comme vous me la demandez si aimablement.
Je ne veux pas terminer ce mot sans vous remercier de lenvoi du
programme dAngleterre. A bientt, et croyez-moi, cher Monsieur
Aprahamian, votre tout dvou
Charles Tournemire

Thank you very much for your kind letter, to which I will respond point by point: It
is very agreeable for me to see how actively you are working to bring about
eventually the arrangements for a recital at the BBC. If you succeed, as I hope, you
can well imagine that I shall have great joy in coming to London. You also mention
the possibility of my doing something for the Organ Music Society. Certainly I would
be happy to do that; and before that you may of course enrol me as an honorary
member of this Society. And so I await the outcome of your negotiations. With
reference to your wish to have more documentation about me, I will send you this
week some programmes and one or two additional articles. I will also enclose the
photograph of me which you so kindly requested. I dont want to end this note
without thanking you for sending me the programme from England. []

A few months later Tournemire wrote again, this time from his
summer retreat at the Ile dOuessant, Finistre, announcing the
completion and first performance of his latest major work, Sept
Chorals-Pomes (originally entitled Sept Pomes-Chorals and
first performed at Sainte-Clotilde on 6 June 1935, by the
composer), wondering whether Aprahamian might be able to
help find him a London publisher for it, and asking once more
about the chances of a broadcast.

8. Tournemire to Aprahamian, Ile dOuessant, 31 July 1935

Cher Monsieur Aprahamian,
Il y a longtemps que je nai eu de vos nouvelles. Vous seriez aimable
de men donner. Jimagine que vous devez tre en vacances et il est
probable que ce mot ira vous joindre assez loin de London.
Pourriez-vous me donner le nom et ladresse dun ou plusieurs
diteurs de musique de London qui seraient susceptibles de sintresser
la musique pour grand orgue?
Je viens de composer 7 Pomes-Chorales pour les 7 paroles du Christ.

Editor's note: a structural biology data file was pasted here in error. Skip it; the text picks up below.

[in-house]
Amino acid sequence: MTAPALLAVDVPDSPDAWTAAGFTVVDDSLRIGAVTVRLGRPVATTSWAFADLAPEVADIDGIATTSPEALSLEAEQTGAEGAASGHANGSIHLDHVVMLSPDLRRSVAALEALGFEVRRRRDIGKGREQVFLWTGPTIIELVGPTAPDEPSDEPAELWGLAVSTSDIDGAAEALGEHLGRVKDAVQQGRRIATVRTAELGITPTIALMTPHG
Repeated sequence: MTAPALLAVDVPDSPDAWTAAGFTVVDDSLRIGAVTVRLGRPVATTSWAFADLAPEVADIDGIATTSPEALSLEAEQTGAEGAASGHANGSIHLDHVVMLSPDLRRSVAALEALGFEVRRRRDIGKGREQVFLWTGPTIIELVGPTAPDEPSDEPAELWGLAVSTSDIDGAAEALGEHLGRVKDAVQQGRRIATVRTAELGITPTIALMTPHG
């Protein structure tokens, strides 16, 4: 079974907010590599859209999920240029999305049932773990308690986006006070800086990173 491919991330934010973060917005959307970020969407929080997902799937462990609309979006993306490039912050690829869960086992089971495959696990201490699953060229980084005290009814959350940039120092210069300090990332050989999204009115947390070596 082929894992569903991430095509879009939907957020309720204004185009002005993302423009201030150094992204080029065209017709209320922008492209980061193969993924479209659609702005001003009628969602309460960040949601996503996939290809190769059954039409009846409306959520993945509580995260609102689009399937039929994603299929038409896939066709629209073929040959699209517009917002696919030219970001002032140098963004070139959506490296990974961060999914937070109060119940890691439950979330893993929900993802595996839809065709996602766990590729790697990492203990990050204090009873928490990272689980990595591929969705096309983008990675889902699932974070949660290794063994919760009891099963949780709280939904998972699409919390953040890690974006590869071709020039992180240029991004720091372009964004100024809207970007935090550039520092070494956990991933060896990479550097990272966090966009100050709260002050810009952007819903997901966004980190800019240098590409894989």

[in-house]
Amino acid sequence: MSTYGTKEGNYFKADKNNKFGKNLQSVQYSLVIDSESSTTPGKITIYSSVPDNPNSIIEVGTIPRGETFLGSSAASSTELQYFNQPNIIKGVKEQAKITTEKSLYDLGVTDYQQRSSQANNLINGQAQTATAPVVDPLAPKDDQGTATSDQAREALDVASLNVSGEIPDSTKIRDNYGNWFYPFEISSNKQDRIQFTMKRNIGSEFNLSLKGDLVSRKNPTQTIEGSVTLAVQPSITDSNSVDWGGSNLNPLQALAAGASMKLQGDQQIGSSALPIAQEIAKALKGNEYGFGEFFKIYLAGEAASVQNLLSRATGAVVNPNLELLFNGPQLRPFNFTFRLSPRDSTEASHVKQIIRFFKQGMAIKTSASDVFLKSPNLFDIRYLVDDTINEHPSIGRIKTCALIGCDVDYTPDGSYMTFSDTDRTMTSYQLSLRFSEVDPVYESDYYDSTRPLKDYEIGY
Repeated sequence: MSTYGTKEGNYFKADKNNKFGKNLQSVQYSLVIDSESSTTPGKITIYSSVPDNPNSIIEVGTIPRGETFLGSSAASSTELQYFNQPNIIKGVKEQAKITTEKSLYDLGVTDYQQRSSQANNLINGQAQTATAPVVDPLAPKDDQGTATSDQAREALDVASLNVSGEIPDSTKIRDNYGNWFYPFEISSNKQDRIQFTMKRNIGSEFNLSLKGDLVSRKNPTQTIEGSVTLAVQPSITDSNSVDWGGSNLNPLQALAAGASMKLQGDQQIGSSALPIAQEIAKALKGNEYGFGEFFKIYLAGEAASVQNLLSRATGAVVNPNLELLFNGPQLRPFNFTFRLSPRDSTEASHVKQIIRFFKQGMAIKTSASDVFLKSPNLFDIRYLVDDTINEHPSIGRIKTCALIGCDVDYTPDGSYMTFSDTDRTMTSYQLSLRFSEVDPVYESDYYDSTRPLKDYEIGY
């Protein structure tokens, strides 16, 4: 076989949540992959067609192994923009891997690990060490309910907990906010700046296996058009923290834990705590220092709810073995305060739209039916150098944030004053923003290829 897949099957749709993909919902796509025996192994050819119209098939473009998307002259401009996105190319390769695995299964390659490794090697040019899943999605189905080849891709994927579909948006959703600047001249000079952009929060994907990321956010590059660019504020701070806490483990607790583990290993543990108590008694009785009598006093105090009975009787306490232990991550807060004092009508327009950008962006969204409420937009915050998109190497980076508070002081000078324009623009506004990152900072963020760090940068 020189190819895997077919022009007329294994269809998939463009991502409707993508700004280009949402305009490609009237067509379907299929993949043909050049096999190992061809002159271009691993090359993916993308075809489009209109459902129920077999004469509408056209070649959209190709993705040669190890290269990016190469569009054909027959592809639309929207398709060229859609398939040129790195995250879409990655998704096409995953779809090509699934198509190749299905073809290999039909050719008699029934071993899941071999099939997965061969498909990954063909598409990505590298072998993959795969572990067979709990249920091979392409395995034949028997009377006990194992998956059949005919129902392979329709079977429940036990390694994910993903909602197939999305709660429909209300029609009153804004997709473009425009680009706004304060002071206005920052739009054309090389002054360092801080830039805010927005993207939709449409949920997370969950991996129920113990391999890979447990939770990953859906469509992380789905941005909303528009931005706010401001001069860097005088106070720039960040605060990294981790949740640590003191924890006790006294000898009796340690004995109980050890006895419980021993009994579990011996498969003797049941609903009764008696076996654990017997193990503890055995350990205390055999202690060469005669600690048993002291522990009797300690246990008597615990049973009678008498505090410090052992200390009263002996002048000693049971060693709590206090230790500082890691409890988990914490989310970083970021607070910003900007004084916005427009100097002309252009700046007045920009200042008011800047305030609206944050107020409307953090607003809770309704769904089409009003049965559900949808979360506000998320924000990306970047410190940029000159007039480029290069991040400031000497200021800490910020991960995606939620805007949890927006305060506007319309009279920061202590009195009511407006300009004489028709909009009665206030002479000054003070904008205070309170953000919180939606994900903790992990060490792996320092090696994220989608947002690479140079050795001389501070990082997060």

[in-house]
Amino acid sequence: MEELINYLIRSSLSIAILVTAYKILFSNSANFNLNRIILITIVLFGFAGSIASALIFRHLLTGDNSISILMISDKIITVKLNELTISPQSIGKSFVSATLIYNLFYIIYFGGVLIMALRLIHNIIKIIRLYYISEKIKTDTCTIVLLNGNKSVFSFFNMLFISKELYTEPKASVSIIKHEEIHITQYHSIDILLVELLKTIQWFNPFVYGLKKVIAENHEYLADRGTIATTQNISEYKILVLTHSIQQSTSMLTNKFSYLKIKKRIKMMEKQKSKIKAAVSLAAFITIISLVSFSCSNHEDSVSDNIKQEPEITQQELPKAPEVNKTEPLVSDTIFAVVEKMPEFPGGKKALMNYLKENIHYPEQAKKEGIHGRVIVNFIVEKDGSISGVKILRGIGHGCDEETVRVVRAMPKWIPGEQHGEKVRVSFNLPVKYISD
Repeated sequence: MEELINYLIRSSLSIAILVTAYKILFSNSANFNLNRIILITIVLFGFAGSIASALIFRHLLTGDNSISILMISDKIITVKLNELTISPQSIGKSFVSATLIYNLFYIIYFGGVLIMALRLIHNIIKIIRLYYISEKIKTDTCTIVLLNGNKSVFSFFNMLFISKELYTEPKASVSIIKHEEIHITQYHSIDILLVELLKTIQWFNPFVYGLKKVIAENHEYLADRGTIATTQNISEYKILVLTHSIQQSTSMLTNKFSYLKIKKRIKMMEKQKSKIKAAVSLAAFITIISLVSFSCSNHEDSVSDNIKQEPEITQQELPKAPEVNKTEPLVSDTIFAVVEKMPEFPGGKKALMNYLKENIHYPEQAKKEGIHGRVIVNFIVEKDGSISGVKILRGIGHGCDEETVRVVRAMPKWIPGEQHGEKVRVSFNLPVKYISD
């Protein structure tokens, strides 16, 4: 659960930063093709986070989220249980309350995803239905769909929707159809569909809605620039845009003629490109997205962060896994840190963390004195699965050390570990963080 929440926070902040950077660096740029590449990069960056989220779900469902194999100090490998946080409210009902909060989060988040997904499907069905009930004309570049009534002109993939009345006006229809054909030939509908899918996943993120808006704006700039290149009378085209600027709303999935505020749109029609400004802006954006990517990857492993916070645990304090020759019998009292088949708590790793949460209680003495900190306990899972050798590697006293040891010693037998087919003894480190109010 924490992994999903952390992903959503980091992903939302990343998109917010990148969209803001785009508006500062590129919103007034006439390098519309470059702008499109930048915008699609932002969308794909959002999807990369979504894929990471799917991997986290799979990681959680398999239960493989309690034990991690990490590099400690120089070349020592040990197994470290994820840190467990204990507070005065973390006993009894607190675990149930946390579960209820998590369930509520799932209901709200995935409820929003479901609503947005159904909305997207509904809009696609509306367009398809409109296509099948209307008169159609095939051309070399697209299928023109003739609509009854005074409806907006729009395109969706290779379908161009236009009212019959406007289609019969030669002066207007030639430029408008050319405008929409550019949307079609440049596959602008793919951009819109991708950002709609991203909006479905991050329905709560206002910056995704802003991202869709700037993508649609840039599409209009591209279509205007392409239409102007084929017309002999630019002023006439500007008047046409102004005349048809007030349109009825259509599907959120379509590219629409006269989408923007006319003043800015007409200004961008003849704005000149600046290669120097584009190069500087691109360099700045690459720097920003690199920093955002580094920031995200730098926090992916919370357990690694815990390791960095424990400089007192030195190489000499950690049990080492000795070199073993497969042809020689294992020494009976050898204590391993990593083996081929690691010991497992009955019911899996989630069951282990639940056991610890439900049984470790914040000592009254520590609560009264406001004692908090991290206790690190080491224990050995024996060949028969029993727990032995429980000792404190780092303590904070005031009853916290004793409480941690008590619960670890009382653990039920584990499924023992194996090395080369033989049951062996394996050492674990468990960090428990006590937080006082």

Jen ai donn une premire audition sur mon orgue de Ste. Clotilde il y a
quelques semaines. Il me serait trs agrable dtre dit en Angleterre,
surtout cette oeuvre. Si vous connaissez particulirement une grande
maison ddition anglaise, pouvez-vous me rendre le service de vous
informer si mon oeuvre pourrait la sduire?
Je suis toujours dans laffectueux souvenir de votre dsir de me faire
jouer au BBC. Pensez-vous que quelque chose pourra sarranger pour
moi, en octobre ou novembre prochains? Ce me serait ainsi loccasion de
vous connatre, ce dont je serai bein enchant, vous, si dvou ma
Dans lattente de vos nouvelles, je vous prie, cher Monsieur
Aprahamian, de me croire toujours votre tout dvou et cordial
Charles Tournemire

I havent heard anything from you for a long time. It would be very kind of you to
send me your news. I imagine that you might well be on holiday and so its likely
that this letter will reach you quite a long way away from London. Could you let me
have the names of one or more music publishers in London who might be likely to
take an interest in organ music? I have just composed 7 Pomes-Chorales pour les 7
paroles du Christ, a work of which I gave the first performance on my organ at Sainte-
Clotilde a few weeks ago. It would be very agreeable for me to be published in
England, especially this work. If you know particularly any large publishing house,
could you do me the favour of discovering whether my work might be likely to
appeal to them? I still have a fond memory of your wish that I should play at the
BBC. Do you think anything might be arranged during next October or November?
That would give me the opportunity to meet you, something I shall be delighted to
do you who display such devotion to my music. []

The next letter from the Tournemire household was written by